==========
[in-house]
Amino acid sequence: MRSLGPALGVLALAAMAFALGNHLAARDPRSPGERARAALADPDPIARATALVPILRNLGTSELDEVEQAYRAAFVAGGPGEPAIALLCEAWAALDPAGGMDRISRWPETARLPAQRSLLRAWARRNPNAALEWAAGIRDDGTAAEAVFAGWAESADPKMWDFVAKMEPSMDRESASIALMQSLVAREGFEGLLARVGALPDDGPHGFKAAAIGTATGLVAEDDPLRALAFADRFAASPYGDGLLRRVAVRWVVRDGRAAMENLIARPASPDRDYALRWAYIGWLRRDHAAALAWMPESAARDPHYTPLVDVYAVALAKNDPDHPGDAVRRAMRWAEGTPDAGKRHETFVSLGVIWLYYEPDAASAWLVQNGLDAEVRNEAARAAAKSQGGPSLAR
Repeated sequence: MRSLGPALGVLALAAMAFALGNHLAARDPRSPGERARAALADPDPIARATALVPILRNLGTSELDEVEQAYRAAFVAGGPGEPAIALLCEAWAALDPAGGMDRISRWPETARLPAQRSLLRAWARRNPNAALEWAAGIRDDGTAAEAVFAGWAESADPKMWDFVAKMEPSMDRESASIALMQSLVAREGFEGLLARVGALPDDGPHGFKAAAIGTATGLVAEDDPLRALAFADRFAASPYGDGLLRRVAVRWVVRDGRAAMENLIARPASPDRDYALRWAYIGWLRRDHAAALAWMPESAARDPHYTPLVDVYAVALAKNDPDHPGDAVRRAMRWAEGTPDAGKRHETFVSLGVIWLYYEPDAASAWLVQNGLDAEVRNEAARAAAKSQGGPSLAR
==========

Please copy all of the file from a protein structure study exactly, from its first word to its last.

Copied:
[in-house]
Amino acid sequence: MRSLGPALGVLALAAMAFALGNHLAARDPRSPGERARAALADPDPIARATALVPILRNLGTSELDEVEQAYRAAFVAGGPGEPAIALLCEAWAALDPAGGMDRISRWPETARLPAQRSLLRAWARRNPNAALEWAAGIRDDGTAAEAVFAGWAESADPKMWDFVAKMEPSMDRESASIALMQSLVAREGFEGLLARVGALPDDGPHGFKAAAIGTATGLVAEDDPLRALAFADRFAASPYGDGLLRRVAVRWVVRDGRAAMENLIARPASPDRDYALRWAYIGWLRRDHAAALAWMPESAARDPHYTPLVDVYAVALAKNDPDHPGDAVRRAMRWAEGTPDAGKRHETFVSLGVIWLYYEPDAASAWLVQNGLDAEVRNEAARAAAKSQGGPSLAR
Repeated sequence: MRSLGPALGVLALAAMAFALGNHLAARDPRSPGERARAALADPDPIARATALVPILRNLGTSELDEVEQAYRAAFVAGGPGEPAIALLCEAWAALDPAGGMDRISRWPETARLPAQRSLLRAWARRNPNAALEWAAGIRDDGTAAEAVFAGWAESADPKMWDFVAKMEPSMDRESASIALMQSLVAREGFEGLLARVGALPDDGPHGFKAAAIGTATGLVAEDDPLRALAFADRFAASPYGDGLLRRVAVRWVVRDGRAAMENLIARPASPDRDYALRWAYIGWLRRDHAAALAWMPESAARDPHYTPLVDVYAVALAKNDPDHPGDAVRRAMRWAEGTPDAGKRHETFVSLGVIWLYYEPDAASAWLVQNGLDAEVRNEAARAAAKSQGGPSLAR